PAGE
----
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Rancid - Let The Dominoes Fall
Ah, the mellowing of old punks. It is, of course, always slightly more disconcerting when they're the old punks that were young(ish) punks when you were growing up, as opposed to the really old punks that were only ever really young in the coffee table books that cost you a week's wages in Borders.
What's unsettling about the ageing of Rancid is that Tim Armstrong didn't always sound like a cross between Shane McGowan, Bob Dylan and a boyfriend in a coma. And Rancid didn't always veer from pub rock to ska punk in the space of time it takes to dye your hair green. And yes, it's a cliché, but if the cap fits...
Back in 1995, when they released ...And Out Come The Wolves, Rancid were too preoccupied with knocking out some hard 'n' fast punk rock to sit around ticking all the sub-genre boxes that Let The Dominoes Fall seems to want to satisfy.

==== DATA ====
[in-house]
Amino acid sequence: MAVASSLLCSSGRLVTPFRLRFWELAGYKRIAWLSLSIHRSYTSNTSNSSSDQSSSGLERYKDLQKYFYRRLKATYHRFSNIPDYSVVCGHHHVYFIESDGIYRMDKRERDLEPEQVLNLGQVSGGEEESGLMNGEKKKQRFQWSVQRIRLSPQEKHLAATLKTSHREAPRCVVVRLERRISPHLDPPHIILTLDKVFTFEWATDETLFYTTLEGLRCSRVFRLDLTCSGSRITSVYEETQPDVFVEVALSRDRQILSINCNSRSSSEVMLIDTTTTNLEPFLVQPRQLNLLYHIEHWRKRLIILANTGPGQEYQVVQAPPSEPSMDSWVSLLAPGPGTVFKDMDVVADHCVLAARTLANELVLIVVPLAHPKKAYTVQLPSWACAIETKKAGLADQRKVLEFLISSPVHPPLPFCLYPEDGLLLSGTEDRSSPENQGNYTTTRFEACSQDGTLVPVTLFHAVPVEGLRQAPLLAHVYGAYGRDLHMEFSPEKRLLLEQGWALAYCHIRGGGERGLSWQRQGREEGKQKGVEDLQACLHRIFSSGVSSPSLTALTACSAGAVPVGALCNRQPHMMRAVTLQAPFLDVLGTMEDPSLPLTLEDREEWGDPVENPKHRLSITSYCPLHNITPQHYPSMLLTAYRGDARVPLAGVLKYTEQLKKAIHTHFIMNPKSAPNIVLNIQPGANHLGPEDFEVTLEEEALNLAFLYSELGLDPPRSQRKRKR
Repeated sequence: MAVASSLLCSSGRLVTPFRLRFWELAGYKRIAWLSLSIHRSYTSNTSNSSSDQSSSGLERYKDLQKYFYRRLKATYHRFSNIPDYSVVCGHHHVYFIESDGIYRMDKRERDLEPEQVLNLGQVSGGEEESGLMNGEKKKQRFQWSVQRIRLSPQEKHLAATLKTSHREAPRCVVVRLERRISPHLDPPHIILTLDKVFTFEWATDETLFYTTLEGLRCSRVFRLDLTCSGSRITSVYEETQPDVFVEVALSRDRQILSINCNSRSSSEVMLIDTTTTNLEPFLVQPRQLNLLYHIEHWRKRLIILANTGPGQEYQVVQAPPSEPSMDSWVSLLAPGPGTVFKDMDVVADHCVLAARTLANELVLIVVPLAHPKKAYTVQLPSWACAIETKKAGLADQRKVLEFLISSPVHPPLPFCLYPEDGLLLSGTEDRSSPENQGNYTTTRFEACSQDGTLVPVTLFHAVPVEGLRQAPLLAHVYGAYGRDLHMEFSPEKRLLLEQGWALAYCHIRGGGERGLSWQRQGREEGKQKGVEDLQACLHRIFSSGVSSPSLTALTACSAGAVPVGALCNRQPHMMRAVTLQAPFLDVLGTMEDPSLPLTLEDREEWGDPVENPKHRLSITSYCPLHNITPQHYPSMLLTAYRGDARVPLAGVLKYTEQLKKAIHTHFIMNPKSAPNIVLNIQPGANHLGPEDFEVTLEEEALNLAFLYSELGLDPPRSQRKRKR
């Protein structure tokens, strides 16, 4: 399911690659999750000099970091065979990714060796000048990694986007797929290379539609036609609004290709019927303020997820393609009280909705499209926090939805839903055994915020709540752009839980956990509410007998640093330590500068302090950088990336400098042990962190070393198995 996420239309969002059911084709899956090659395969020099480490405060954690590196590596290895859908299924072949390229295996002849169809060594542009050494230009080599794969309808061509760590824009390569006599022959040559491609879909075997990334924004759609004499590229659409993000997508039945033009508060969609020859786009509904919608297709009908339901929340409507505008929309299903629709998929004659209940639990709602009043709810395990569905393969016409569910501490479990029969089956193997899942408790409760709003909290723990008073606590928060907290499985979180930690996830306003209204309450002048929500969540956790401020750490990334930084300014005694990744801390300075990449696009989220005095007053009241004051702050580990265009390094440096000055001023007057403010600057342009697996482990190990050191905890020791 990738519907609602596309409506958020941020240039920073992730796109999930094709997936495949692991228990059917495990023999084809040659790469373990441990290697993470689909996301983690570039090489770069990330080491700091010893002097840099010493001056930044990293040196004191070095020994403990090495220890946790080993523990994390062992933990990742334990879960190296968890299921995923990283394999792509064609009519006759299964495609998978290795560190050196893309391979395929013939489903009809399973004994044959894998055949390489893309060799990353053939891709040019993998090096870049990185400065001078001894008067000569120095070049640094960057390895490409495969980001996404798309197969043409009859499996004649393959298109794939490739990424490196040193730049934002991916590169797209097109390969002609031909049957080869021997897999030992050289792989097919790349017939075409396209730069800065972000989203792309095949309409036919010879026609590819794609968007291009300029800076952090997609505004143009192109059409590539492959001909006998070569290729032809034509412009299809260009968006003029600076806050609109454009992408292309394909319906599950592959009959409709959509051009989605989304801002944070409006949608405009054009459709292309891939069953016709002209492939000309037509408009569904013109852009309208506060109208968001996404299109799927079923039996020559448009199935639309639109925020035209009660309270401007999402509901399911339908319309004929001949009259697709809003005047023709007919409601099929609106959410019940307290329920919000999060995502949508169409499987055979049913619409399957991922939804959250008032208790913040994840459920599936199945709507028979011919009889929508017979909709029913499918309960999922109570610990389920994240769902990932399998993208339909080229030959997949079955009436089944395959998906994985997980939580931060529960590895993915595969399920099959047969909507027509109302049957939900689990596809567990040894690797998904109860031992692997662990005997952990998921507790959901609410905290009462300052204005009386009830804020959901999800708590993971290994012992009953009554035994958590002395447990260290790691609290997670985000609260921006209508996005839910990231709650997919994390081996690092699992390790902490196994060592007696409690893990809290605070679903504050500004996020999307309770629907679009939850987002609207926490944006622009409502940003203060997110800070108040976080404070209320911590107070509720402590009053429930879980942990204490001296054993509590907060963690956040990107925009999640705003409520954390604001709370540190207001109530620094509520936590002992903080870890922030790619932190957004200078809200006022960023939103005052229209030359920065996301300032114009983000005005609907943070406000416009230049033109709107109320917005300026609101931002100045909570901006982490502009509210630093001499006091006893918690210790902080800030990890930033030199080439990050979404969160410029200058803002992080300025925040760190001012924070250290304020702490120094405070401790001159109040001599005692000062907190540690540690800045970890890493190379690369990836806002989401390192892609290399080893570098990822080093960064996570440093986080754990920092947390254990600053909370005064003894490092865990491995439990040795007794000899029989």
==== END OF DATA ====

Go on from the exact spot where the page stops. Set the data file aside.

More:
From the moment the album starts, Rancid run the whole gamut of punk-rock-by-numbers. 'East Bay Night' conjures images of slam-dancing college boys adding to each other's weekly wash courtesy of a can of Red Stripe. 'Up To No Good' is pretty much 2-Tone in style, but 1-Tone in dimension and intelligence. On 'Lulu', Rancid even flirt with the '60s girl group sound favoured by the likes of the New York Dolls and Ramones, but with all the ingenuity of a frat boy in drag.
It seems Rancid are happy satisfying a market that just needs something to shake its undercuts and ponytails at. It's by no means challenging. Or progressive. Or interesting. Proof positive that growing up will only bring disappointment.